This demonstration simulates warm air rising and cold air sinking. 9th grade science teacher, Rod Benson, does a step by step, narrative demonstration that includes explanations. Run time 02:05.
How to Make Foam Science Experiment
In this video kids can learn a fun and easy science experiment. Watch as they show you how to make foam. The experiment uses vinegar and baking soda and is an example of a chemical reaction. Run time 01:09.
Compound Subjects - MindBites
This video is an excerpt of a lesson about compound subjects. First, a sentence with a simple subject and predicate is provided. Then, an example of a sentence with a compound subject is shown. The narrator illustrates the sentences with her actions as well as explaining about the subject and predicate.
Prometheus and Pandora
This simple video is narrated and apparently illustrated by a young child. Prometheus was a Titan God who stole fire from Zeus and gave it to human mortals. Zeus punished him, by having him bound to a rock while a great bird ate his liver every day (only to have it grow back to be eaten again the next day). Zeus, still angry, then sent Pandora (the first woman), to further punish humans. Pandora had a box she was not supposed to open. She opens it anyway, and when she does a blac
Norse Mythology: The Creation of The World, Part 2 of 2
This episode discusses the conflicts the beings encountered with each other. Video is a series of pictures and illustrations with musical sound track, beautifully narrated by a male with an English accent. Part 2 of 2 (5:24)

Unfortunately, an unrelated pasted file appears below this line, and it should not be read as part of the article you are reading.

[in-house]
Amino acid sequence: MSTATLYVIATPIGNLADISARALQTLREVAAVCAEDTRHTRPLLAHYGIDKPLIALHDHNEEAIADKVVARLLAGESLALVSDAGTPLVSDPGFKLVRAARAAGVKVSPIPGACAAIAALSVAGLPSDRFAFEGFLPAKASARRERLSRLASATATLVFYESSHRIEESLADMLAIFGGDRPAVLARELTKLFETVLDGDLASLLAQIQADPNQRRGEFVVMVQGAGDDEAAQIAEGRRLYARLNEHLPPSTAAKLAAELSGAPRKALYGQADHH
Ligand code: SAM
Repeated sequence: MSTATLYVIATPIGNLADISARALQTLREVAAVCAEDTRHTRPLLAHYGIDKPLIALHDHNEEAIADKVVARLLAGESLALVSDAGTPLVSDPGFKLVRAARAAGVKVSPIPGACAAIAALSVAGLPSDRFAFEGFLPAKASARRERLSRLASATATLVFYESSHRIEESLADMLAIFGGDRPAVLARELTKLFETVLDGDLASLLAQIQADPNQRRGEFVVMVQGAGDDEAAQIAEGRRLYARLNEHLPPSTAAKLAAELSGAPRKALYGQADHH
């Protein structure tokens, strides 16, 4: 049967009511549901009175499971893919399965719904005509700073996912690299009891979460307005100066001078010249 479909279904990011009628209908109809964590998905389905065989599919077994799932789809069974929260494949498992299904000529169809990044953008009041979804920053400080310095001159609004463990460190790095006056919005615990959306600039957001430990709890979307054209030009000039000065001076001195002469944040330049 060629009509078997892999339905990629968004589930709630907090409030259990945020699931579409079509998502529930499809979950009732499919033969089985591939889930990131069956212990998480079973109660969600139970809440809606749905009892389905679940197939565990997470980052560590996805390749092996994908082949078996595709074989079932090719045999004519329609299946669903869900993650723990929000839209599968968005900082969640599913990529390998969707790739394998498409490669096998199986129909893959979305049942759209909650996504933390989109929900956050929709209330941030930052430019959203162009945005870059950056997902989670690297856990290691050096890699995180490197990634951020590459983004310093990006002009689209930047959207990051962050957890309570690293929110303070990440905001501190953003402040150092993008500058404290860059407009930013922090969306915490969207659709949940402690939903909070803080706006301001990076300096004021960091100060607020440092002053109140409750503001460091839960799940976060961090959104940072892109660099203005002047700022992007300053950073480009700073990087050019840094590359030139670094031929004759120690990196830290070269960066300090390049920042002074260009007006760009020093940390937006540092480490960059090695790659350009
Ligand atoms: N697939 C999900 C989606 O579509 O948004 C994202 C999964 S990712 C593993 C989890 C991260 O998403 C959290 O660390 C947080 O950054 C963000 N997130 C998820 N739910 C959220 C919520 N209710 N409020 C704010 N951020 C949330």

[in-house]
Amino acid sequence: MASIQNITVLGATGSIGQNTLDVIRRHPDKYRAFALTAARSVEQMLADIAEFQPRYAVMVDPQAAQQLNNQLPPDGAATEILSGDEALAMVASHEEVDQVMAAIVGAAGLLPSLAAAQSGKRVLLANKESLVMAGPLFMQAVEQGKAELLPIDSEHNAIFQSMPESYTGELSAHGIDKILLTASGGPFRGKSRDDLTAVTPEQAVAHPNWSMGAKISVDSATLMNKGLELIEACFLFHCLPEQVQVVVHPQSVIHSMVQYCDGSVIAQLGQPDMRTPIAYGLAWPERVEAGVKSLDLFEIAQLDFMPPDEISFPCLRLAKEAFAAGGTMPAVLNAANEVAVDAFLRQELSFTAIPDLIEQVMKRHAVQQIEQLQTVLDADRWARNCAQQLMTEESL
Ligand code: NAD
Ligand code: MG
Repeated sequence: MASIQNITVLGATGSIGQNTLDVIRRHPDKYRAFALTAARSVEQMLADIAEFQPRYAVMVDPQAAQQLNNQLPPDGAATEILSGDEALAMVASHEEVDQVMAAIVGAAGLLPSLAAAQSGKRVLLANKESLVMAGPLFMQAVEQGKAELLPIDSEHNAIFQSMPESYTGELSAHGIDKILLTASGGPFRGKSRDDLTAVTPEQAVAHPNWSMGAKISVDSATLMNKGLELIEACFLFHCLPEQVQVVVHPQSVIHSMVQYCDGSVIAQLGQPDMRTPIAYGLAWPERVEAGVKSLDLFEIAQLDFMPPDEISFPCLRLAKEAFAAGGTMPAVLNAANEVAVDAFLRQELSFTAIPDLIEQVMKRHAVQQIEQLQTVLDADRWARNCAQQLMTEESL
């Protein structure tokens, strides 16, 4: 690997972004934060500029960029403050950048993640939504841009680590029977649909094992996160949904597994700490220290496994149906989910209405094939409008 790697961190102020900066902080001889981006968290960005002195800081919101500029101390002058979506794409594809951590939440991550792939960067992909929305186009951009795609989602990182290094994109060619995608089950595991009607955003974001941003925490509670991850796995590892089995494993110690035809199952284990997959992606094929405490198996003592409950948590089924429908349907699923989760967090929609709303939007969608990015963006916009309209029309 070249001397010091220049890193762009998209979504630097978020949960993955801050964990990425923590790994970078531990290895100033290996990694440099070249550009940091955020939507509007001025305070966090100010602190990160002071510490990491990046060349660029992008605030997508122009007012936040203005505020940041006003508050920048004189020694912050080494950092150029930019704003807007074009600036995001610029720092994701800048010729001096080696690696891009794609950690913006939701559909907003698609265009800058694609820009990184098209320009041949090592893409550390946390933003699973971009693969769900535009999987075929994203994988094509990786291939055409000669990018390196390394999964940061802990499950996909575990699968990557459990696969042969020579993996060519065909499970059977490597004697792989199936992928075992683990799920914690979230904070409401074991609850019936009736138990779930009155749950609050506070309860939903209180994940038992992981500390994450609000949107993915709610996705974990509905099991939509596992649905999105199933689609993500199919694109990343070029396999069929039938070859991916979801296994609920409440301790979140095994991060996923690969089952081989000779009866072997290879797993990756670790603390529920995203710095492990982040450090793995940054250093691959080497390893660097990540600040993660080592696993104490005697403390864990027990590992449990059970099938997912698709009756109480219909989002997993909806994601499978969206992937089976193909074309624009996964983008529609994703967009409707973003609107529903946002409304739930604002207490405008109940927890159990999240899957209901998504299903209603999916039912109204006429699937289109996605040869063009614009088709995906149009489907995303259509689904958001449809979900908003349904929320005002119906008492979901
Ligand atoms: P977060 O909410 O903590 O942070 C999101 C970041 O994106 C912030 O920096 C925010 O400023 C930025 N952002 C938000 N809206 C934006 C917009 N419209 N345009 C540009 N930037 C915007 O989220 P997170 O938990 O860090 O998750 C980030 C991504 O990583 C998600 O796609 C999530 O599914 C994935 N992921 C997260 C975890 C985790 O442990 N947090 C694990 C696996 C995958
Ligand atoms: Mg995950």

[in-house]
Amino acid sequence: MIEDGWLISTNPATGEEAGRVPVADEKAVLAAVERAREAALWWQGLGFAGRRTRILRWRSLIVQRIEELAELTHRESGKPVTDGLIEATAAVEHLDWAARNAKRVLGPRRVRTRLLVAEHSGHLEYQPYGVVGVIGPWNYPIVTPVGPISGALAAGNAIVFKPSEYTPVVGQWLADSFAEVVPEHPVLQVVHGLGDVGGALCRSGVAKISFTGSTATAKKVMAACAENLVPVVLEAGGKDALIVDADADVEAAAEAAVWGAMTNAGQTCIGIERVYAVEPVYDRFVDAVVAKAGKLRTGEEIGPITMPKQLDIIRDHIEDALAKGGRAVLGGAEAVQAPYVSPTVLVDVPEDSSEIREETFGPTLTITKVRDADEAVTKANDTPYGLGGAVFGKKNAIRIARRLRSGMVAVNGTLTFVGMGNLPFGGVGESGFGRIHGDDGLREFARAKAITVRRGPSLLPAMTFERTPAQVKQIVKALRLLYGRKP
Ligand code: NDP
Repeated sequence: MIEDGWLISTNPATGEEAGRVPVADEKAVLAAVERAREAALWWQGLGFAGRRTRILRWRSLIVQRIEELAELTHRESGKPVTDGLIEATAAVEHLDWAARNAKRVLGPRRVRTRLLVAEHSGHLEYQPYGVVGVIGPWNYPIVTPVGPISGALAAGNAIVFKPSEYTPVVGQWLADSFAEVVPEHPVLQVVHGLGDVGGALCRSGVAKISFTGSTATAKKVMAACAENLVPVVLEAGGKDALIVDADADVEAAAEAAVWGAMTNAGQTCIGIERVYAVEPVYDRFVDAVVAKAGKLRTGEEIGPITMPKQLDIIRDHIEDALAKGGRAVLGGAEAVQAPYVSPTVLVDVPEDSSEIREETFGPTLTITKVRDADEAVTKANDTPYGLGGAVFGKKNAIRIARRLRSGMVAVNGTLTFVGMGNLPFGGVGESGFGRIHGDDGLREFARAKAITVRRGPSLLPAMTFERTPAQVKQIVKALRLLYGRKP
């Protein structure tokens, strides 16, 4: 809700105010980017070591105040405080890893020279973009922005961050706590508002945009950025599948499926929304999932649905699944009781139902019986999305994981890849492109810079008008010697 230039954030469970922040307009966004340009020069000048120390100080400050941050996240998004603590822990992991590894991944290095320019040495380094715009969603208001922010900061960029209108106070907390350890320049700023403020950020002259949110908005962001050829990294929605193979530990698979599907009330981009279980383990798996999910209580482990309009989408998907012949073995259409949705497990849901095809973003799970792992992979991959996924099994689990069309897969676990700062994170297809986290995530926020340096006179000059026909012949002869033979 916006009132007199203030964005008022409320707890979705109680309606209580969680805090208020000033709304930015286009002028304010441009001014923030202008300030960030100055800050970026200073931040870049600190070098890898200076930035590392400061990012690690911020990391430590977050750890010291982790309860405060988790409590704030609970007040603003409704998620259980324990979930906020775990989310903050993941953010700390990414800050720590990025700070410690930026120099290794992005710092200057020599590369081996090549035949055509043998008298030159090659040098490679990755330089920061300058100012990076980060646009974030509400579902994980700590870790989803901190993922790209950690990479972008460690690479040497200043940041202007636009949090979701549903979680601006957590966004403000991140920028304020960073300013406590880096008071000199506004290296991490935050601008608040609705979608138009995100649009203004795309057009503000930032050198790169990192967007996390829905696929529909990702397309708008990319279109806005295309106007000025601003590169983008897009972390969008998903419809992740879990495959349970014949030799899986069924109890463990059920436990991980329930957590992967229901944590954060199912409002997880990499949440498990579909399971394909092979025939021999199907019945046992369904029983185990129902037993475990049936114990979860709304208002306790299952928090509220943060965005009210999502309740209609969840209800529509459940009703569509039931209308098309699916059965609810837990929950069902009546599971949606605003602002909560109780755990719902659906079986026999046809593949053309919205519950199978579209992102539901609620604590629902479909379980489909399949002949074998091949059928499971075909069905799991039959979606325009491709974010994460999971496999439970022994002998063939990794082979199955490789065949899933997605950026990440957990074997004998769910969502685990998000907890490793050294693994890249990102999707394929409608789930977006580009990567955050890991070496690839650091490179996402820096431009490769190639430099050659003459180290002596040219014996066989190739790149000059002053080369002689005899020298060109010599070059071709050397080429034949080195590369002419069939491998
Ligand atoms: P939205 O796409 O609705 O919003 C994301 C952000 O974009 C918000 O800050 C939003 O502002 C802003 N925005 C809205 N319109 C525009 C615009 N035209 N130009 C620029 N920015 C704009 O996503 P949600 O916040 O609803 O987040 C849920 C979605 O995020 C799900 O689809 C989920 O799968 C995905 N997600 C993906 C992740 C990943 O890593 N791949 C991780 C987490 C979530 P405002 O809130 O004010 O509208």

Norse Mythology: The Apples of Idunn, Part 1 of 3 The Apples of Idunn, part 1 of 3. The Gods of Asgard owed their continued immortality to the Goddess of Idunn, who cultivated the orchard of the golden apples of eternal life. This is the story of how Idunn and the gold apples were once stolen from Asgard and what the consequences were. Still images of classic and contemporary illustrations and photographs are shown while narration is heard. Video is of good quality and app
The Apples of Idunn, part 1 of 3. The Gods of Asgard owed their continued immortality to the Goddess of Idunn, who cultivated the orchard of the golden apples of eternal life. This is the story of how Idunn and the gold apples were once stolen from Asgard and what the consequences were. Still images of classic and contemporary illustrations and photographs are shown while narration is heard. Video is of good quality and app
"Stopping By Woods on a Snowy Evening" Poem by Robert Frost
This is a live black-and-white video taken by a male adult walking in a light snowfall. There is a person walking in the snow; you can see part of the walker's coat, pants and shoes, and hear the wind blowing. Robert Frost's poem "Stopping By Woods on a Snowy Evening" is read in the background. The voice is a little hard to hear and understand at times; the text is not shown. (1:05)
"The Sound Of The Trees" Poem by Robert Frost
This non-narrated slideshow presents photographs and drawings of trees in both color and black-and-white. The words to Robert Frost's poem "The Sound of the Trees" are shown in script, somewhat difficult to read, as piano music by David Nevue plays gently but clearly in the background. (2:50)